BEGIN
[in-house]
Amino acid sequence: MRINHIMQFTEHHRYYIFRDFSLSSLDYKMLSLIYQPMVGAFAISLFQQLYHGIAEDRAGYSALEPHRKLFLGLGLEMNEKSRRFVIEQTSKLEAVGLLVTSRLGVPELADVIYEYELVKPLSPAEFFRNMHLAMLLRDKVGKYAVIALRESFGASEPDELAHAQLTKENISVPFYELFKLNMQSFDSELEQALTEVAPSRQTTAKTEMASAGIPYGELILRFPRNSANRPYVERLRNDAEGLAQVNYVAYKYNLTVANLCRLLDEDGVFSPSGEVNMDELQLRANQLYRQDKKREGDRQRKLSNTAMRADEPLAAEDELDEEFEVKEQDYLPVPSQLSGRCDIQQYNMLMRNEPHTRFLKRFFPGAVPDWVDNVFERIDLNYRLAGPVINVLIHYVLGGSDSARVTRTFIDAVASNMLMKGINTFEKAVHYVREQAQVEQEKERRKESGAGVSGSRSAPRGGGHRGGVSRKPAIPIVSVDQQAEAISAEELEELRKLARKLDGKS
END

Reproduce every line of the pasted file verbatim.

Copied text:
[in-house]
Amino acid sequence: MRINHIMQFTEHHRYYIFRDFSLSSLDYKMLSLIYQPMVGAFAISLFQQLYHGIAEDRAGYSALEPHRKLFLGLGLEMNEKSRRFVIEQTSKLEAVGLLVTSRLGVPELADVIYEYELVKPLSPAEFFRNMHLAMLLRDKVGKYAVIALRESFGASEPDELAHAQLTKENISVPFYELFKLNMQSFDSELEQALTEVAPSRQTTAKTEMASAGIPYGELILRFPRNSANRPYVERLRNDAEGLAQVNYVAYKYNLTVANLCRLLDEDGVFSPSGEVNMDELQLRANQLYRQDKKREGDRQRKLSNTAMRADEPLAAEDELDEEFEVKEQDYLPVPSQLSGRCDIQQYNMLMRNEPHTRFLKRFFPGAVPDWVDNVFERIDLNYRLAGPVINVLIHYVLGGSDSARVTRTFIDAVASNMLMKGINTFEKAVHYVREQAQVEQEKERRKESGAGVSGSRSAPRGGGHRGGVSRKPAIPIVSVDQQAEAISAEELEELRKLARKLDGKS